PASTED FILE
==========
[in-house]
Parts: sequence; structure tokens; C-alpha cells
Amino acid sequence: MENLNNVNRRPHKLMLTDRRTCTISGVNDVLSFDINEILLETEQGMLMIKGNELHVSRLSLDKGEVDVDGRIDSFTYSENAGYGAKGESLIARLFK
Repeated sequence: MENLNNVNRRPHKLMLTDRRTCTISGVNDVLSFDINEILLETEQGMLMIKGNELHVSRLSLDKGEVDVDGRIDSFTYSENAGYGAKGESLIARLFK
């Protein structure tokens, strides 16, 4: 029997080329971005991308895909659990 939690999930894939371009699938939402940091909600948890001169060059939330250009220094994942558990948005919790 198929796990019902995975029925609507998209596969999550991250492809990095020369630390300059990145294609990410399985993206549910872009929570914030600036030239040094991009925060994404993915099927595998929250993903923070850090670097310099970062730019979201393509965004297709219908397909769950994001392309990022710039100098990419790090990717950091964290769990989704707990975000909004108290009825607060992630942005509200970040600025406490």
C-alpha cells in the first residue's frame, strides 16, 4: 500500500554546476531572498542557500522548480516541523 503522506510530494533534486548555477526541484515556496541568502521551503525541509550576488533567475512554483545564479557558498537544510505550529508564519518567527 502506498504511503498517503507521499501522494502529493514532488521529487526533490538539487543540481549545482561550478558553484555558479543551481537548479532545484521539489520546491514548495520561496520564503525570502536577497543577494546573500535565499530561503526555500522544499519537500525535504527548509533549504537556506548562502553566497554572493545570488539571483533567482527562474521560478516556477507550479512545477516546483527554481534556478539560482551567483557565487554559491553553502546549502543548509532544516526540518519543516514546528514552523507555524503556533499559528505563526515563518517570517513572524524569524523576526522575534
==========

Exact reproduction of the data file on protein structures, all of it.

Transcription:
[in-house]
Parts: sequence; structure tokens; C-alpha cells
Amino acid sequence: MENLNNVNRRPHKLMLTDRRTCTISGVNDVLSFDINEILLETEQGMLMIKGNELHVSRLSLDKGEVDVDGRIDSFTYSENAGYGAKGESLIARLFK
Repeated sequence: MENLNNVNRRPHKLMLTDRRTCTISGVNDVLSFDINEILLETEQGMLMIKGNELHVSRLSLDKGEVDVDGRIDSFTYSENAGYGAKGESLIARLFK
């Protein structure tokens, strides 16, 4: 029997080329971005991308895909659990 939690999930894939371009699938939402940091909600948890001169060059939330250009220094994942558990948005919790 198929796990019902995975029925609507998209596969999550991250492809990095020369630390300059990145294609990410399985993206549910872009929570914030600036030239040094991009925060994404993915099927595998929250993903923070850090670097310099970062730019979201393509965004297709219908397909769950994001392309990022710039100098990419790090990717950091964290769990989704707990975000909004108290009825607060992630942005509200970040600025406490």
C-alpha cells in the first residue's frame, strides 16, 4: 500500500554546476531572498542557500522548480516541523 503522506510530494533534486548555477526541484515556496541568502521551503525541509550576488533567475512554483545564479557558498537544510505550529508564519518567527 502506498504511503498517503507521499501522494502529493514532488521529487526533490538539487543540481549545482561550478558553484555558479543551481537548479532545484521539489520546491514548495520561496520564503525570502536577497543577494546573500535565499530561503526555500522544499519537500525535504527548509533549504537556506548562502553566497554572493545570488539571483533567482527562474521560478516556477507550479512545477516546483527554481534556478539560482551567483557565487554559491553553502546549502543548509532544516526540518519543516514546528514552523507555524503556533499559528505563526515563518517570517513572524524569524523576526522575534